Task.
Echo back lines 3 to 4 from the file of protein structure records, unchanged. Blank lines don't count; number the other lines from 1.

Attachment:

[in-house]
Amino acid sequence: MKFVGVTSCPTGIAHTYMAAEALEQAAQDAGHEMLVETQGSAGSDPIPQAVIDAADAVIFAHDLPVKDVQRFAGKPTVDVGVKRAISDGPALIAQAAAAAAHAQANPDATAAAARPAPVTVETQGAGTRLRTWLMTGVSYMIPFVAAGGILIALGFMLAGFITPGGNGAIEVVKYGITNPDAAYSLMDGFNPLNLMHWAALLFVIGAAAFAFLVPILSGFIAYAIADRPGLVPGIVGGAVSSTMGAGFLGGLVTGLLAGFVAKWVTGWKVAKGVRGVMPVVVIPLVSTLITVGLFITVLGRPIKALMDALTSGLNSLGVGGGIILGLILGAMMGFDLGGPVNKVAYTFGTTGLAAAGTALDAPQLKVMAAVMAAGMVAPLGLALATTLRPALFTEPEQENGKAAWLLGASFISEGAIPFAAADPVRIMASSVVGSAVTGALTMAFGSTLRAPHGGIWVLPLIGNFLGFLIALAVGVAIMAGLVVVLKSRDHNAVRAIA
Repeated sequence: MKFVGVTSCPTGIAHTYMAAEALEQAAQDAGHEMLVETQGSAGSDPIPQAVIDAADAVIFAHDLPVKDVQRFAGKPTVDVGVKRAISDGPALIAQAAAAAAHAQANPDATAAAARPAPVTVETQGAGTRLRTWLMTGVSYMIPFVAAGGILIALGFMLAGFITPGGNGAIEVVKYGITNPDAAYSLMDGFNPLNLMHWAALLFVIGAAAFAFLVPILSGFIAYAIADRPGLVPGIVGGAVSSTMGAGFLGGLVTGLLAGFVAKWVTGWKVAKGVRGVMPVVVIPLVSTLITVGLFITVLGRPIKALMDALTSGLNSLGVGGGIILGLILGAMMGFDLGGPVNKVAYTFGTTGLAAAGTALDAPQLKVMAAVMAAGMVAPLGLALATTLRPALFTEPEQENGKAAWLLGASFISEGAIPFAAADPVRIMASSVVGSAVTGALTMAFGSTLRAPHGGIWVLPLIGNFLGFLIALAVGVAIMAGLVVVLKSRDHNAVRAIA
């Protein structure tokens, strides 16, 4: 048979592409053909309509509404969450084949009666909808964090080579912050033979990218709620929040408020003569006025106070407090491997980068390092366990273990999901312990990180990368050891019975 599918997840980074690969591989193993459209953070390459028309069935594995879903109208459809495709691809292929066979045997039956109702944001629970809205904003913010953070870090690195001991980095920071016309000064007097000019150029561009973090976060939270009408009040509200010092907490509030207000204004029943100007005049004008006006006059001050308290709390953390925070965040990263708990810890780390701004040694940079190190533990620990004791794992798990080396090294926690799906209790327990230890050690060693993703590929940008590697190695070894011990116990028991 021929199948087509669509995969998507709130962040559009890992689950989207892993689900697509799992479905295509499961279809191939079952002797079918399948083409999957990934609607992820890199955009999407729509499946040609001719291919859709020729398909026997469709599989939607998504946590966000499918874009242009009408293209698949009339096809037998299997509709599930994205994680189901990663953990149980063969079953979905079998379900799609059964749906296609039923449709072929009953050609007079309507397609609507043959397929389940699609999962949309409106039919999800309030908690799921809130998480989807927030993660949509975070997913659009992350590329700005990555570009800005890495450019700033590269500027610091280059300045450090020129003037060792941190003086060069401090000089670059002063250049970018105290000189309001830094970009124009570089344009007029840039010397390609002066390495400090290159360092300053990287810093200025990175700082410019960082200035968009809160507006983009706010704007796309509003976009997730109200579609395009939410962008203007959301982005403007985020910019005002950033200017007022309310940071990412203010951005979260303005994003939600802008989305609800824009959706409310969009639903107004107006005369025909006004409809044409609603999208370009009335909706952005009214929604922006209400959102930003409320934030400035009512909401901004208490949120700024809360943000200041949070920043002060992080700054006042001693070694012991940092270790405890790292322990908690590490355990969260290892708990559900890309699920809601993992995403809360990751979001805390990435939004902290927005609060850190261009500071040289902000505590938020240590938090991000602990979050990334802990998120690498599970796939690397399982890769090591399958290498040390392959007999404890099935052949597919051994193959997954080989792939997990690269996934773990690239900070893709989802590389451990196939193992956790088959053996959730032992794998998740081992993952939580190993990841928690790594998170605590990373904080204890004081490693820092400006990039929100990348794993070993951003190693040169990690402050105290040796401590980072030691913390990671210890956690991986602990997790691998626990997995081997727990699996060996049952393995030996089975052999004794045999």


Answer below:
Repeated sequence: MKFVGVTSCPTGIAHTYMAAEALEQAAQDAGHEMLVETQGSAGSDPIPQAVIDAADAVIFAHDLPVKDVQRFAGKPTVDVGVKRAISDGPALIAQAAAAAAHAQANPDATAAAARPAPVTVETQGAGTRLRTWLMTGVSYMIPFVAAGGILIALGFMLAGFITPGGNGAIEVVKYGITNPDAAYSLMDGFNPLNLMHWAALLFVIGAAAFAFLVPILSGFIAYAIADRPGLVPGIVGGAVSSTMGAGFLGGLVTGLLAGFVAKWVTGWKVAKGVRGVMPVVVIPLVSTLITVGLFITVLGRPIKALMDALTSGLNSLGVGGGIILGLILGAMMGFDLGGPVNKVAYTFGTTGLAAAGTALDAPQLKVMAAVMAAGMVAPLGLALATTLRPALFTEPEQENGKAAWLLGASFISEGAIPFAAADPVRIMASSVVGSAVTGALTMAFGSTLRAPHGGIWVLPLIGNFLGFLIALAVGVAIMAGLVVVLKSRDHNAVRAIA
């Protein structure tokens, strides 16, 4: 048979592409053909309509509404969450084949009666909808964090080579912050033979990218709620929040408020003569006025106070407090491997980068390092366990273990999901312990990180990368050891019975 599918997840980074690969591989193993459209953070390459028309069935594995879903109208459809495709691809292929066979045997039956109702944001629970809205904003913010953070870090690195001991980095920071016309000064007097000019150029561009973090976060939270009408009040509200010092907490509030207000204004029943100007005049004008006006006059001050308290709390953390925070965040990263708990810890780390701004040694940079190190533990620990004791794992798990080396090294926690799906209790327990230890050690060693993703590929940008590697190695070894011990116990028991 021929199948087509669509995969998507709130962040559009890992689950989207892993689900697509799992479905295509499961279809191939079952002797079918399948083409999957990934609607992820890199955009999407729509499946040609001719291919859709020729398909026997469709599989939607998504946590966000499918874009242009009408293209698949009339096809037998299997509709599930994205994680189901990663953990149980063969079953979905079998379900799609059964749906296609039923449709072929009953050609007079309507397609609507043959397929389940699609999962949309409106039919999800309030908690799921809130998480989807927030993660949509975070997913659009992350590329700005990555570009800005890495450019700033590269500027610091280059300045450090020129003037060792941190003086060069401090000089670059002063250049970018105290000189309001830094970009124009570089344009007029840039010397390609002066390495400090290159360092300053990287810093200025990175700082410019960082200035968009809160507006983009706010704007796309509003976009997730109200579609395009939410962008203007959301982005403007985020910019005002950033200017007022309310940071990412203010951005979260303005994003939600802008989305609800824009959706409310969009639903107004107006005369025909006004409809044409609603999208370009009335909706952005009214929604922006209400959102930003409320934030400035009512909401901004208490949120700024809360943000200041949070920043002060992080700054006042001693070694012991940092270790405890790292322990908690590490355990969260290892708990559900890309699920809601993992995403809360990751979001805390990435939004902290927005609060850190261009500071040289902000505590938020240590938090991000602990979050990334802990998120690498599970796939690397399982890769090591399958290498040390392959007999404890099935052949597919051994193959997954080989792939997990690269996934773990690239900070893709989802590389451990196939193992956790088959053996959730032992794998998740081992993952939580190993990841928690790594998170605590990373904080204890004081490693820092400006990039929100990348794993070993951003190693040169990690402050105290040796401590980072030691913390990671210890956690991986602990997790691998626990997995081997727990699996060996049952393995030996089975052999004794045999």